Here’s the standard equation used to calculate error. It’s often the precursor to testing the power of a test (that is, if this equation works in your favor, then you can use power of a test to figure out whether logistic regression or most other tests you use actually work on your sample). More on that at the bottom of the post.
You need to know:
- Population size - The entire population you’re sampling (in our case, 100,000.)
- Margin of error/confidence interval - How far away are you willing to be from the population statistic?
- Confidence level - How confident do you want to be that your sample statistic (the mean, for example) matches your population?
The two things you have to pass judgment on are:
how large you want your confidence level to be: i.e. do you want to be 90% sure that you found all the farms that will cancel Goatly and leave your CEO traveling coach with the peons? 95% or 99%? In settings where you’re dealing with medical data, you want this to be 99%. Elsewhere, 95%, or even 90%, depending on what you’re doing is good enough. I asked around the Data Science Slack and the general consensus was most business settings can do with 95%, again, depending on context.
margin of error By what percent the sample deviates from the population. This is the number you usually see in polls: 43% of people voted Yes on this issue, +/- 3%. Again, you’ll need to use your judgment. There is no standard of error. It’s usually anything between 1 to 4%. Let’s pick 2% for now. Just keep in mind that sample size and margin of error are related: the larger margin of error you pick, the smaller sample size you’ll need.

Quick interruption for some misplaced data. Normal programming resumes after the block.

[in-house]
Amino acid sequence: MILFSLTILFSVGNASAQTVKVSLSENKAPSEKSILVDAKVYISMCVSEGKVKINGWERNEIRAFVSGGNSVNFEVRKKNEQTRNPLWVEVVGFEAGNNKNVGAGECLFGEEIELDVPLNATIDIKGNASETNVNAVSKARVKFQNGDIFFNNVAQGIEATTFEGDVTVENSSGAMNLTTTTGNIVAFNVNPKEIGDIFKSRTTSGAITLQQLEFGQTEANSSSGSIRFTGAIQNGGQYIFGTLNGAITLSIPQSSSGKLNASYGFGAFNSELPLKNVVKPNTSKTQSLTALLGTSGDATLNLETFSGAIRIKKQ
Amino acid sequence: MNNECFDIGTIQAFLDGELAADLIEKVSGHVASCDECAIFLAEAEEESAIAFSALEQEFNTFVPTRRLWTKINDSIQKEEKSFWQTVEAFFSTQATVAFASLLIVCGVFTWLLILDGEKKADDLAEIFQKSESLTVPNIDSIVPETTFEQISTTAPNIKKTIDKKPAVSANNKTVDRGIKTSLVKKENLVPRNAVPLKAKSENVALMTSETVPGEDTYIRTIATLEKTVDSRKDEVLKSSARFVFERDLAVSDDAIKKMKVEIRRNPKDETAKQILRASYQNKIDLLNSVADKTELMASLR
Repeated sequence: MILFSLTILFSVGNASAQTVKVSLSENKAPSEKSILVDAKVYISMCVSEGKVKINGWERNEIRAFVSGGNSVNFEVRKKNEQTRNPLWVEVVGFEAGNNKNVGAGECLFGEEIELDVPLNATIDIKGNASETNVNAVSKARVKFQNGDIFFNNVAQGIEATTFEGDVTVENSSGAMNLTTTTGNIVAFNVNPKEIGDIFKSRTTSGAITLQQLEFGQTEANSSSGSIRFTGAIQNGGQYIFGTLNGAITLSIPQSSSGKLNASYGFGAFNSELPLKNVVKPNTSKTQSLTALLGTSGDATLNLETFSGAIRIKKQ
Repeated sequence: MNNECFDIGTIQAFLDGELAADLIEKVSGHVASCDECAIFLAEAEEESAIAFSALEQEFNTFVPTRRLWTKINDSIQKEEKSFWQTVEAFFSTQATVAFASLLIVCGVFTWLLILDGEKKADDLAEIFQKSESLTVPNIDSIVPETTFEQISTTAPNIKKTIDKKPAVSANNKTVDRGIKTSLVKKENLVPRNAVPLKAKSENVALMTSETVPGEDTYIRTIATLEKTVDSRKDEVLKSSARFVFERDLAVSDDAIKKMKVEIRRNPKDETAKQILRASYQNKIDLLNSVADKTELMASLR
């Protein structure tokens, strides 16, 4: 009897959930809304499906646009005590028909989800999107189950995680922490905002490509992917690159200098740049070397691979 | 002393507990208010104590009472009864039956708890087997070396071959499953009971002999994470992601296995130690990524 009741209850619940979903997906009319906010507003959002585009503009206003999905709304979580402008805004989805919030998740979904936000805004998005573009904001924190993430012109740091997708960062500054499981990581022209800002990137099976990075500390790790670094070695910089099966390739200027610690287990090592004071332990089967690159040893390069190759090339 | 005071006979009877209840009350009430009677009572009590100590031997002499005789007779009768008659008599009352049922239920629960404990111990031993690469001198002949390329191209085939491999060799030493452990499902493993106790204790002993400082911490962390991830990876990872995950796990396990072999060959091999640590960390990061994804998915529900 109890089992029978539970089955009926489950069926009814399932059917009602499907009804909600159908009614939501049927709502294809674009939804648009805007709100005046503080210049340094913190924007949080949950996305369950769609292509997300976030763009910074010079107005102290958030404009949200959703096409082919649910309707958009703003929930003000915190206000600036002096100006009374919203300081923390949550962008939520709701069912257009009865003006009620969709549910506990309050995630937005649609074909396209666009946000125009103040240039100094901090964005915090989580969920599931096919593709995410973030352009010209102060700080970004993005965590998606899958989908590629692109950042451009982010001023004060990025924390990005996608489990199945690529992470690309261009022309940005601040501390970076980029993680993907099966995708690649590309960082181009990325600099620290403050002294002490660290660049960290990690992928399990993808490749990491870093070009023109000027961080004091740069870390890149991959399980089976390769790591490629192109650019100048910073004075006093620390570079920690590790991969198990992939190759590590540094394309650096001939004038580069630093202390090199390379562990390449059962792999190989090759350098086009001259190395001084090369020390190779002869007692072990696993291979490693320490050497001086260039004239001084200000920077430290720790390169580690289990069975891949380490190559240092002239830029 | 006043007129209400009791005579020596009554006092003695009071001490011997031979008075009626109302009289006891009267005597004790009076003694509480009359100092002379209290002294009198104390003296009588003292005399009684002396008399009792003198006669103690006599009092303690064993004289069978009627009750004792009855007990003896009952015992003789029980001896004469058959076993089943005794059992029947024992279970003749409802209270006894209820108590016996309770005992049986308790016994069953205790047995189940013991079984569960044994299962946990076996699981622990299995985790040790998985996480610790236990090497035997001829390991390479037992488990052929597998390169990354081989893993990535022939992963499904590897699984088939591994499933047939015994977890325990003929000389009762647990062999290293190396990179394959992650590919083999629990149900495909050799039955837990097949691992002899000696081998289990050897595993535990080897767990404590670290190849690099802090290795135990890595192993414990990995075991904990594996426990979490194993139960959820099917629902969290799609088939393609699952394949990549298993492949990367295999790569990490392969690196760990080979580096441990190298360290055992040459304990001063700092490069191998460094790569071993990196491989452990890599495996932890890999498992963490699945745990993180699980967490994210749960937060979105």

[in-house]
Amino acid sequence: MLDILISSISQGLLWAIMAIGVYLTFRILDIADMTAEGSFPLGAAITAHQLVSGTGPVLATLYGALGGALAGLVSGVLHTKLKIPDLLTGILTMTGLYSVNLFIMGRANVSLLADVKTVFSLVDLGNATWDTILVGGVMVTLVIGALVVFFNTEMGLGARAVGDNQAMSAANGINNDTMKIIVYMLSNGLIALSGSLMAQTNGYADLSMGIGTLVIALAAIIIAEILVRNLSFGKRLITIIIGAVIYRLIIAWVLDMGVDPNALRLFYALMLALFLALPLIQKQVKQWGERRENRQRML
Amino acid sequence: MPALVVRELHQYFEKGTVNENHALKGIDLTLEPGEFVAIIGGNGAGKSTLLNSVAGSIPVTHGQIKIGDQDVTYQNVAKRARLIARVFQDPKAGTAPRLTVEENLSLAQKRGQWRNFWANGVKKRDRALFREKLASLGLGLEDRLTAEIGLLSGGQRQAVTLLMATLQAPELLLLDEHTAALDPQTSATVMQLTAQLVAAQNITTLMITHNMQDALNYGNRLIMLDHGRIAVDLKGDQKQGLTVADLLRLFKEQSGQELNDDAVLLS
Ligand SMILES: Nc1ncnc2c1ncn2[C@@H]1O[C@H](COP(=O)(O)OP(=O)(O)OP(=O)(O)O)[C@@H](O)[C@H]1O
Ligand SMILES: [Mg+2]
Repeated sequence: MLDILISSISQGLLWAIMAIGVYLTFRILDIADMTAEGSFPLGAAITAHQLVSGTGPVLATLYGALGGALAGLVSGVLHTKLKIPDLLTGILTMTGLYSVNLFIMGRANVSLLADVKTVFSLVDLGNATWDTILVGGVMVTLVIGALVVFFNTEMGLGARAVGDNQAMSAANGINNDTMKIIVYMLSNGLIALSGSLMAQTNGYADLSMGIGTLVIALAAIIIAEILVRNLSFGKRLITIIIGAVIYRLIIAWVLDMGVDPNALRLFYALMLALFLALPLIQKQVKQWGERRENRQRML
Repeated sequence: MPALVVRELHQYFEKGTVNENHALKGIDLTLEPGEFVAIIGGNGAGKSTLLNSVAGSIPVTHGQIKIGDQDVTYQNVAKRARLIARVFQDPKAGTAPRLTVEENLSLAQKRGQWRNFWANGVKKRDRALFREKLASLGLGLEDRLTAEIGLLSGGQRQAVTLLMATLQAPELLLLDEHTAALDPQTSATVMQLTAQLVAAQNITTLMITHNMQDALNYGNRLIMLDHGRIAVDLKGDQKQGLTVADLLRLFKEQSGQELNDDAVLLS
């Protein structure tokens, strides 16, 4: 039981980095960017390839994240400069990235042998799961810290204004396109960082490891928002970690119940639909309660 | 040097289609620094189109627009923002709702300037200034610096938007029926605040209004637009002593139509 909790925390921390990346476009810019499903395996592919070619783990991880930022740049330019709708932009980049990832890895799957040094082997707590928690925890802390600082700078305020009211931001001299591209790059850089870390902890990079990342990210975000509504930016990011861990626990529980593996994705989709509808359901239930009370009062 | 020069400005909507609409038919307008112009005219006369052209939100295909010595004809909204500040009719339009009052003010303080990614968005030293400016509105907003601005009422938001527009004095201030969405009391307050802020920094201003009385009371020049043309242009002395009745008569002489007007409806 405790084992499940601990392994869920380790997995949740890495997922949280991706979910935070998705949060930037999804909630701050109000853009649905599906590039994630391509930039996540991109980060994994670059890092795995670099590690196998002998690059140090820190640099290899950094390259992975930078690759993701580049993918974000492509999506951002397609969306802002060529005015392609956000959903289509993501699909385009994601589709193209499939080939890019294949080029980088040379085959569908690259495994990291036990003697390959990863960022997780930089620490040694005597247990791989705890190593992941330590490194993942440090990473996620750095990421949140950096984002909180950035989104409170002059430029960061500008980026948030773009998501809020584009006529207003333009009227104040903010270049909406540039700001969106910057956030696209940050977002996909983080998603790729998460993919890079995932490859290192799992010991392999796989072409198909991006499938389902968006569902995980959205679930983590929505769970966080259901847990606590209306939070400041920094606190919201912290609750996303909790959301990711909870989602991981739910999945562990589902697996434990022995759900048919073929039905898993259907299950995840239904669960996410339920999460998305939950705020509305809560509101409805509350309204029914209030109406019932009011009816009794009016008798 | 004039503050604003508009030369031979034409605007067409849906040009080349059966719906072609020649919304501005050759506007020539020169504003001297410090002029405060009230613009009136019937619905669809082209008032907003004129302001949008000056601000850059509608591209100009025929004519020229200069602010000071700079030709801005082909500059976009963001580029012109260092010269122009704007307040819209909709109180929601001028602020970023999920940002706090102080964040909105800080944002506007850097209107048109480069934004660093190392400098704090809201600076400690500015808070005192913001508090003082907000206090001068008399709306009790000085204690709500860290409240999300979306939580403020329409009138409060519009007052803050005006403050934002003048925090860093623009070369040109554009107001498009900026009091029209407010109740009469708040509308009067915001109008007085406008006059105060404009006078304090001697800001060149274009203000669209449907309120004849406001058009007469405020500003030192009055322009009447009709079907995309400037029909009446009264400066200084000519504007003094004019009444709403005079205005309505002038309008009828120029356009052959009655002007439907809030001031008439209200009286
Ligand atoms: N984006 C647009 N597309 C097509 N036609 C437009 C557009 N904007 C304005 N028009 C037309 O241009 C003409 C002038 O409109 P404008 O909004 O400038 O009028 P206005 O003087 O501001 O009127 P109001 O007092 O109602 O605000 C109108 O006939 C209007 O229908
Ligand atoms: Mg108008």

##Putting it all together:
Interpreting the results of the four stats you need for the entire equation: If we have a population size of 100,000, what number of farms can we sample and be sure that they are representative of all of the farms using Goatly 95% of the time, where our sample statistic is at most 2% below or 2% above the population mean?
Calculating sample size with Python
There are a couple ways to run a quick calculation. The fastest is probably this site. I use it a lot for quick back of the envelope calculations. Normally I would be wary of using a site whose code and methods I didn’t know, but this site is generally well-documented, and we’ll be cross-checking this value against another method.
Putting in our numbers there, we get:
2,345 as the sample size.
There is also a really nice Python script that does the same thing.
Adjusted for my sample size and confidence interval (see my Github):
def main(): sample_sz = 0 population_sz = 100000 confidence_level = 95.0 confidence_interval = 2.0
It also returns the same number:
vicki$ python samplesize.py SAMPLE SIZE: 2345
There are a couple of ways to get close to it in R, but I haven’t found anything in the pwr library so far that only requires those three things: margin of error, confidence level, and population. I also haven’t found anything in either SciPy or NumPy that does exactly this, although if I do, I’ll be sure to change the post.
If you want to select a sample of farms that are representative of the whole Goatly population, you’d need to pick about 2.5k, which is much more manageable than looking at 100,000, and will allow you to get your CEO the results much more quickly. You’re happy, she’s happy, and the narcoleptic goats (the ones that are getting treated, anyway), are also happy.
##Post-script on the Power of a Test
Something you might often come across while reading up on picking the right sample size is “power of test.” (This can be performed once)[https://en.wikipedia.org/wiki/Statistical_power] you actually have your sample size. The power for a test gives you an acceptable Type I error. A Type I error is a false positive, or saying that a farm will leave the Goatly platform when they really won’t. What you’re really testing for is whether the sample size you’re taking matches the population.
Thanks to Sandy and @perfectalgo for editing.